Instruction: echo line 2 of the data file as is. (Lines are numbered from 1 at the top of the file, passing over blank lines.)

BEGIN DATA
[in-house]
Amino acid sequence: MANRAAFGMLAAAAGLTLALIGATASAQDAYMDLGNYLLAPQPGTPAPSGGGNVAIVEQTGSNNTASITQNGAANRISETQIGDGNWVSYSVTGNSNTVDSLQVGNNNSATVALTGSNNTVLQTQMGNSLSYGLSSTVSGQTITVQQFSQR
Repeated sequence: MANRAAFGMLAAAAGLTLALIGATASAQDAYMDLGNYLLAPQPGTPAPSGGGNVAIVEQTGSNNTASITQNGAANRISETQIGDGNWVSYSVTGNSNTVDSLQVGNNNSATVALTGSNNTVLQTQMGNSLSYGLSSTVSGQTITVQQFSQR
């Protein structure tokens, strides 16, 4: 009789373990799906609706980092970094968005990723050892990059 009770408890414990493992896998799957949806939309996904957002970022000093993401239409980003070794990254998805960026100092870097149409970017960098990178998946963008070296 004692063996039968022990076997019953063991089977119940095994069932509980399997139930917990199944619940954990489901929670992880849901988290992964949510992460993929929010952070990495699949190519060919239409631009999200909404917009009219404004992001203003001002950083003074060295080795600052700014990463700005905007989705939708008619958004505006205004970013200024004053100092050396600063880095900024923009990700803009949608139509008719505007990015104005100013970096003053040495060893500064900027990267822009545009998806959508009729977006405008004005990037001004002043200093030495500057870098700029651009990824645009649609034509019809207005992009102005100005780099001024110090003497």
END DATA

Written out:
Amino acid sequence: MANRAAFGMLAAAAGLTLALIGATASAQDAYMDLGNYLLAPQPGTPAPSGGGNVAIVEQTGSNNTASITQNGAANRISETQIGDGNWVSYSVTGNSNTVDSLQVGNNNSATVALTGSNNTVLQTQMGNSLSYGLSSTVSGQTITVQQFSQR